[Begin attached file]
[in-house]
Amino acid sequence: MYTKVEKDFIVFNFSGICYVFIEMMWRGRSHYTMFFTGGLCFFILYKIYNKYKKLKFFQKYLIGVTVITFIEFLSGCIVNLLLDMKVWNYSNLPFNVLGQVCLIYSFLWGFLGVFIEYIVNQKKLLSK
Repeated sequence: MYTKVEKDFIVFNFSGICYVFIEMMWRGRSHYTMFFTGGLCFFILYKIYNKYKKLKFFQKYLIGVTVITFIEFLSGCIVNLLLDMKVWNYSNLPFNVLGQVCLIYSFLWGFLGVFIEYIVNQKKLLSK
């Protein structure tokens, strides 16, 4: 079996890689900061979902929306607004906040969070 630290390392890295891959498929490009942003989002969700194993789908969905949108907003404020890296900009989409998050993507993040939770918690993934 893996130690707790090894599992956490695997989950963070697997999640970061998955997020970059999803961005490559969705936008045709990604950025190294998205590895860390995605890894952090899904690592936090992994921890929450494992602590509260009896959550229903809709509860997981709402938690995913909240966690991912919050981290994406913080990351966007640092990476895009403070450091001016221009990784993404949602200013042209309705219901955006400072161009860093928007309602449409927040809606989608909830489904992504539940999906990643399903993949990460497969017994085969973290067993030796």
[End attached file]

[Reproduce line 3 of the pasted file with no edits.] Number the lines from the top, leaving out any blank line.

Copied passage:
Repeated sequence: MYTKVEKDFIVFNFSGICYVFIEMMWRGRSHYTMFFTGGLCFFILYKIYNKYKKLKFFQKYLIGVTVITFIEFLSGCIVNLLLDMKVWNYSNLPFNVLGQVCLIYSFLWGFLGVFIEYIVNQKKLLSK